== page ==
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post #4 of Old 02-23-2006
sailingfool
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Brad,

"Now to find a surveyor."

that should be two surveyors. You will find that most marine surveyors provide only a general observation about the condition of a marine diesel. You should hire an engine surveyor to determine the condition of the engine - especially including a compression test. For some engines such tests may be somewhat invasive and the seller may balk at having the engine pooked and prodded, but this is the only way to know what you are buying.

Remember that sellers know thier boats inside and out. What do you think happens most often when an owner recognizes, or is advised, that a marine diesel faces rebuilding? Faced with a $10K or more expense, many owners decide - sell the boat to an unsuspecting buyer.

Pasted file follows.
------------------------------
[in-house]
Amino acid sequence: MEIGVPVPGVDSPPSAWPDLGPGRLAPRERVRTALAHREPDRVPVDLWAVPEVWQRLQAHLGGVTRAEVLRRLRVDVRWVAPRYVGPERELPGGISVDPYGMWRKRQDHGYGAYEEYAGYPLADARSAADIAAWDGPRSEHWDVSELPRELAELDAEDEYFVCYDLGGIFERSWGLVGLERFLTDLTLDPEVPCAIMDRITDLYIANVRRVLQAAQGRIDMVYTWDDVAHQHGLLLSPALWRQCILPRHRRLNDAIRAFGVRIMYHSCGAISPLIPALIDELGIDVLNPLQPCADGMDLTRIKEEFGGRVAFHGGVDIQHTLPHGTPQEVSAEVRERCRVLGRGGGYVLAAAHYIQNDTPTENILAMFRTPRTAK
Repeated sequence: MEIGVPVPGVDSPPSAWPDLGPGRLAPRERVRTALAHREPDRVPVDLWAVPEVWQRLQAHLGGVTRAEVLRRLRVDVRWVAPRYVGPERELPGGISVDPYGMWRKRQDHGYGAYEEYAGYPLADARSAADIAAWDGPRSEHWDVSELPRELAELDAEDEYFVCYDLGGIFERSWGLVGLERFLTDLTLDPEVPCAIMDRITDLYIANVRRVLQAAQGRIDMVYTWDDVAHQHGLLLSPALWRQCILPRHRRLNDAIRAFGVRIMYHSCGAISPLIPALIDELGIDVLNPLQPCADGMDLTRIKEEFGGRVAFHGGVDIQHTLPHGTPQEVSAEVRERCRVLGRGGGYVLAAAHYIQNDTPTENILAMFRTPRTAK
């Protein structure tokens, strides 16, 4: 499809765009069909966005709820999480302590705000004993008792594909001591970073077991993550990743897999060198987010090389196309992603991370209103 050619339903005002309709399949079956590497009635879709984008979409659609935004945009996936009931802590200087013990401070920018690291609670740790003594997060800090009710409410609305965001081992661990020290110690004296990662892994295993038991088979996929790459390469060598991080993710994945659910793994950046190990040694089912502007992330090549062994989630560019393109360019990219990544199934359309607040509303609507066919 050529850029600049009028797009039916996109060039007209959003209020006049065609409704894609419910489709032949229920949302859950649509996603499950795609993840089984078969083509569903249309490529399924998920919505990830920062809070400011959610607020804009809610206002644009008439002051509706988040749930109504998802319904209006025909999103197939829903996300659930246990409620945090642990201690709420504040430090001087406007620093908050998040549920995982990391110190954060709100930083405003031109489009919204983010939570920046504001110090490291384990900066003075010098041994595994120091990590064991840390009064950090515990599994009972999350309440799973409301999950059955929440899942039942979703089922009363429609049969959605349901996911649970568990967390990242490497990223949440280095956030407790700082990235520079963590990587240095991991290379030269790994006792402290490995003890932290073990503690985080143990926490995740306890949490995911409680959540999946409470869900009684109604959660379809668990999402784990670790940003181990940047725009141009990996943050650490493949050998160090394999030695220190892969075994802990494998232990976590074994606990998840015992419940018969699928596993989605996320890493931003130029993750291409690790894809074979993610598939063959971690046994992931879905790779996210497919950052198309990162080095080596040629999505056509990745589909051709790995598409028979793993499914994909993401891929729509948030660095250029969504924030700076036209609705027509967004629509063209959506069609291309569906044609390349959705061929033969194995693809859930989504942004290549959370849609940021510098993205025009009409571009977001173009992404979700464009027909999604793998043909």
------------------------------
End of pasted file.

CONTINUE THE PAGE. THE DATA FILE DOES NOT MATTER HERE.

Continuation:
Obviously most boats on the market have perfectly servicable engines. But some of them are on the market BECAUSE they face engine replacement.

Note also that a sea trial may be adequate only to recognize a seriously failing engine. For example, diifficulty starting a cold engine can indicate low compression can With a sea trial scheduled, the owner gets to the boat first, warms up the engine, and presto, it'll start on the first turn of the key...

Its funny how buyers spending 100s of thousands hesitate to spend $250 to cover the biggest risk of the boat purchase. I know, been there and done that, to the tune of $13,000.

Good luck.
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